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Endoscopic Ultrasound


With Endoscopic ultrasound (EUS), a doctor combines both endoscopy and ultrasound to examine the gastrointestinal (GI) tract along with nearby organs and tissues.
For EUS procedures, the tip of the endoscope is fitted with a small ultrasound. The ultrasound allows for high-quality images of the body’s internal organs for either the upper GI tract or the lower GI tract. Your upper GI tract includes your esophagus, stomach and small intestine. Your lower GI tract includes your colon, rectum and anus.
EUS is used to evaluate the following conditions and diseases:

  • Anal sphincter and incontinence
  • Barrett's esophagus with high-grade dysplasia
  • Neuroendocrine tumors
  • Common bile duct stones
  • Gastric cancer/MALT lymphoma
  • Esophageal cancer
  • Lung cancer
  • Pancreatic cancer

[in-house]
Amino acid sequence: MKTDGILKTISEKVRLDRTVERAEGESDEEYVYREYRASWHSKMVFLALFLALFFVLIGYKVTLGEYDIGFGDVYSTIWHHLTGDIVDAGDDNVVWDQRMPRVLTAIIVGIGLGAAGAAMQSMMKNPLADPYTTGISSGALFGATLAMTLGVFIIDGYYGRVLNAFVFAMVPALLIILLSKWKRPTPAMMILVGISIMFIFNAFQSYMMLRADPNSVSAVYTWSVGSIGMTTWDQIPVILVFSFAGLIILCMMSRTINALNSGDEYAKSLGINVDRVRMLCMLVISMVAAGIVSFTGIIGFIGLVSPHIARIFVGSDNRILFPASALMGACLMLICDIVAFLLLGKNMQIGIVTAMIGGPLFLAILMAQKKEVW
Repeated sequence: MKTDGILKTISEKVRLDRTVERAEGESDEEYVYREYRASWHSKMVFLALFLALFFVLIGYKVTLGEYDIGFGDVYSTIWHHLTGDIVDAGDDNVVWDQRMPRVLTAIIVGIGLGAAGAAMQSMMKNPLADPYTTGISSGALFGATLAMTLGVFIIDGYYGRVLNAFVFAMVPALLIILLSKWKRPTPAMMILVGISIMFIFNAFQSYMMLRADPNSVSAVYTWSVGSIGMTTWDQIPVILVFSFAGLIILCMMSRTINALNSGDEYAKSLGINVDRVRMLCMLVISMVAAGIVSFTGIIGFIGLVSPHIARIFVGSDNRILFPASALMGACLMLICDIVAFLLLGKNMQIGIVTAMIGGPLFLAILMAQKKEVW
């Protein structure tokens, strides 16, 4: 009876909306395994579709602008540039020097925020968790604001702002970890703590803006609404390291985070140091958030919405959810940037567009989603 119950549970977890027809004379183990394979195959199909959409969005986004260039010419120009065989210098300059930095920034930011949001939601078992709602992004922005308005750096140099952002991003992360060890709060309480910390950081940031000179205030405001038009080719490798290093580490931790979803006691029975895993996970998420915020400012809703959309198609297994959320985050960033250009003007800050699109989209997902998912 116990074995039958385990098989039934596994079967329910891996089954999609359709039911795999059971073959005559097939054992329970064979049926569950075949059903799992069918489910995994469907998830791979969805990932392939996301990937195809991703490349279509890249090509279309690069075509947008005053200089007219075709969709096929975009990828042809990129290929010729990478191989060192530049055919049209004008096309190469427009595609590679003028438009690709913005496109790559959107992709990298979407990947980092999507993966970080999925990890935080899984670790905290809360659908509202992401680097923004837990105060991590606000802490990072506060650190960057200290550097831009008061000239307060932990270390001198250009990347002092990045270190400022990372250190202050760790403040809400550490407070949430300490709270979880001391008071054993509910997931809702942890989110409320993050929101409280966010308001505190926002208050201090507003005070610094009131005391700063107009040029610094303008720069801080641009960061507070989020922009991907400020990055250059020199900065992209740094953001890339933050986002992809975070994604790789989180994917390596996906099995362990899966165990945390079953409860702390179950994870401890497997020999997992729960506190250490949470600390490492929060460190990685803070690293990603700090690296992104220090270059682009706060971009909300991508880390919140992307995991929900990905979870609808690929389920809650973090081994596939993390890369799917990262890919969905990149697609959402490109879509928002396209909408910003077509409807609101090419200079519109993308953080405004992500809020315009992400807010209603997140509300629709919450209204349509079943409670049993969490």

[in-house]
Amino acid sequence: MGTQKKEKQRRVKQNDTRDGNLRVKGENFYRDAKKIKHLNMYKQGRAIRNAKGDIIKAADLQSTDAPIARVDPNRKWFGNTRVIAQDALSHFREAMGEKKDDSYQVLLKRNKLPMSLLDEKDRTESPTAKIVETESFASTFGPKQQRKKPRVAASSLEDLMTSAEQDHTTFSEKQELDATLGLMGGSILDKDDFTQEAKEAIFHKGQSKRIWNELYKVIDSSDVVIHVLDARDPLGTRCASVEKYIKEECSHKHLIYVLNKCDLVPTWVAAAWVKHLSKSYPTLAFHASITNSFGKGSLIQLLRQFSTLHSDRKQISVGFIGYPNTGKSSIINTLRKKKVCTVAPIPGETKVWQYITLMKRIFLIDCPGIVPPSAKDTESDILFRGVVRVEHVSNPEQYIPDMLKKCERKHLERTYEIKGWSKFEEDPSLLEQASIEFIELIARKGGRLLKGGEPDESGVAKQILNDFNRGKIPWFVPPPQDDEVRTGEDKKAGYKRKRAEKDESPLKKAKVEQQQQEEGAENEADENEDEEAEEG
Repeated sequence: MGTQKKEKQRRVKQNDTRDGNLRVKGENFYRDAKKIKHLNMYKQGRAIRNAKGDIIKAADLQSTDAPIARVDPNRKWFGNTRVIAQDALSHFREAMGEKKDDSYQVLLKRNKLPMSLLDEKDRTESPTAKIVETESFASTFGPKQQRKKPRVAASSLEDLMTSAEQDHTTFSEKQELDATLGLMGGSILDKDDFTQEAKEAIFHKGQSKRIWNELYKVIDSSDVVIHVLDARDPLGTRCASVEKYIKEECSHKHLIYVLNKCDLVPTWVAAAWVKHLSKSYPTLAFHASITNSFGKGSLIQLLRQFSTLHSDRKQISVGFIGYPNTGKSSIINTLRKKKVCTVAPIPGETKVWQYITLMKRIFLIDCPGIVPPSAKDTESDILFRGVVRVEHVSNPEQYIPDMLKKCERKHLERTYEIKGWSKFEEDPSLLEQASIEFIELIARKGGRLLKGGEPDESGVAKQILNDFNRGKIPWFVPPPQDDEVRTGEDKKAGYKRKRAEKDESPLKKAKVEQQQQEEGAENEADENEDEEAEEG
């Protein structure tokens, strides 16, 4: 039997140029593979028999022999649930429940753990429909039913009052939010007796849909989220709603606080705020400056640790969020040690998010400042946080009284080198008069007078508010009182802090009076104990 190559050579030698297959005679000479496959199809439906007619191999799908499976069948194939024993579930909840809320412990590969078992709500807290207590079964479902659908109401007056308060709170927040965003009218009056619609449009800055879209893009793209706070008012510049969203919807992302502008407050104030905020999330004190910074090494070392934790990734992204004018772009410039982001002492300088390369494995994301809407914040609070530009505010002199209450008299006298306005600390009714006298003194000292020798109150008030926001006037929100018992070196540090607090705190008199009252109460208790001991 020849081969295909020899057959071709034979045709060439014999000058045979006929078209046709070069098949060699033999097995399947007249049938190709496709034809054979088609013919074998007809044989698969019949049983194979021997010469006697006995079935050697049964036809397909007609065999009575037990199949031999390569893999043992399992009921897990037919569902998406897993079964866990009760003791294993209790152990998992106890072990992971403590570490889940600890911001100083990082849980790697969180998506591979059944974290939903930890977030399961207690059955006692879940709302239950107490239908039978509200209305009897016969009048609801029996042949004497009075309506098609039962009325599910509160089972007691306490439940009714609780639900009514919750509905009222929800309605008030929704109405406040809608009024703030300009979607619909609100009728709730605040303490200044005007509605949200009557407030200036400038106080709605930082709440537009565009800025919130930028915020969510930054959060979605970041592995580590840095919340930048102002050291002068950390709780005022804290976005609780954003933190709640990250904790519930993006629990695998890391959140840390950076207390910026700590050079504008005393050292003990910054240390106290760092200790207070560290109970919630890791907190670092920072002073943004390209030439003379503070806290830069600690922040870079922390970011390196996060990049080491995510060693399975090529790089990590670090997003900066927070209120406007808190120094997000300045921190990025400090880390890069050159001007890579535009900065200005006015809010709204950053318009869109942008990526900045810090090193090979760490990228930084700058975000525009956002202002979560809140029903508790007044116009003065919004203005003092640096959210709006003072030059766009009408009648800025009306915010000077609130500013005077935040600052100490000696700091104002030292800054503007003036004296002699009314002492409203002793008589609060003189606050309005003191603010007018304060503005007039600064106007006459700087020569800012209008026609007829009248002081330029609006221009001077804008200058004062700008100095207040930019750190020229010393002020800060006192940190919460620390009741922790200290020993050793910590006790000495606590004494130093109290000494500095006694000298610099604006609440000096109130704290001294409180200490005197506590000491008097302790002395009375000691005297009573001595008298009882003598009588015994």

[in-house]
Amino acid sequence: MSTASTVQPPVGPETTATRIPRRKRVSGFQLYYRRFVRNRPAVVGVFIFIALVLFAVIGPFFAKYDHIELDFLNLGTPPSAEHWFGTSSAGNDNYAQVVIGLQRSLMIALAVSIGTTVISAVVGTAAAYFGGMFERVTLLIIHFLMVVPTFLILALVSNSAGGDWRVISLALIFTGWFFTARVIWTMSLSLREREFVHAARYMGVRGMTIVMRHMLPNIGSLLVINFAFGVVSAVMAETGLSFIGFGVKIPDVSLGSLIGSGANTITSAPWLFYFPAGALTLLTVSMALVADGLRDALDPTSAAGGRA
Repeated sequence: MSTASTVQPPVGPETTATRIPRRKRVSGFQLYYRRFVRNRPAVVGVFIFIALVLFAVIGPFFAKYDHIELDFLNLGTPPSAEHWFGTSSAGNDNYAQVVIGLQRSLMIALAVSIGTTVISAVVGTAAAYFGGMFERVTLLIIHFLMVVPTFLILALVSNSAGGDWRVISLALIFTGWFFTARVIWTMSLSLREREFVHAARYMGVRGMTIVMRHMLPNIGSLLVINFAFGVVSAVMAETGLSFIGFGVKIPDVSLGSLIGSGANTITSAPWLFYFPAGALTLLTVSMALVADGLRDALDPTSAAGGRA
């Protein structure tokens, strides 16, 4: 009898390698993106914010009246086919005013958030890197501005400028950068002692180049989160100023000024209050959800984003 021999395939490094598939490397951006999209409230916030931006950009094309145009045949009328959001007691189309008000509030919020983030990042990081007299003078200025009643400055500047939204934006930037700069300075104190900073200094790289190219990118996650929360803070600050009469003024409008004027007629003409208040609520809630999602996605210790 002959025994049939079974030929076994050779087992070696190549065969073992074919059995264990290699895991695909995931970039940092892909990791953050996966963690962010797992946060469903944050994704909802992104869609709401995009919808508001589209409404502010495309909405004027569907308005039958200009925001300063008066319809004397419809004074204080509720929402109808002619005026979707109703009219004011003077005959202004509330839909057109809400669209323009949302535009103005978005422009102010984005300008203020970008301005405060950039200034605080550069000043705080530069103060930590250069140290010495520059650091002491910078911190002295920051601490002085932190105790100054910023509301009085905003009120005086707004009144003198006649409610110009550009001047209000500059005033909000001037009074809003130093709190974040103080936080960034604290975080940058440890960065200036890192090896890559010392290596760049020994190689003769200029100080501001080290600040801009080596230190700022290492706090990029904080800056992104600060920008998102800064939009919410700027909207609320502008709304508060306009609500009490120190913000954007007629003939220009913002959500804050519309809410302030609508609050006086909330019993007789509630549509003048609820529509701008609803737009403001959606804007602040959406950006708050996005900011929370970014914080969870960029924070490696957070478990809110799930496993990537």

• Chronic pancreatitis
  • Cystic neoplasms of the pancreas
  • Rectal cancer
  • Rectal fistulas
  • Smooth muscle tumors
  • Enlarged lymph nodes
  • Stages of cancers
  • Rectal and anal muscles to find the reasons for fecal incontinence
  • Other abnormalities in organs, such as the liver and gallbladder

During the EUS Procedure
Once sedated, the endoscopist will insert the endoscope into your mouth, down your esophagus into the upper small intestine (called the duodenum). During the procedure, the endoscope doesn’t not impact breathing while inside the body. The process usually takes an hour or less and many patients fall asleep not remember the procedure. 

After the EUS Procedure

  • Your doctor can usually provide preliminary results after the completion of the procedure. If your doctor performed a biopsy, please allow several days to receive your lab results. 
  • You will be able to eat shortly after your procedure. Your doctor will notify you if you have any food restrictions. 

If you received sedatives during your procedure, you will be allowed to go home after recovering from the effects of the sedating medication. Please do not drive, arrange for a ride to and from the hospital. You still may be too impaired to safely operate a vehicle. Sedatives may impair your judgment for the remainder of the day.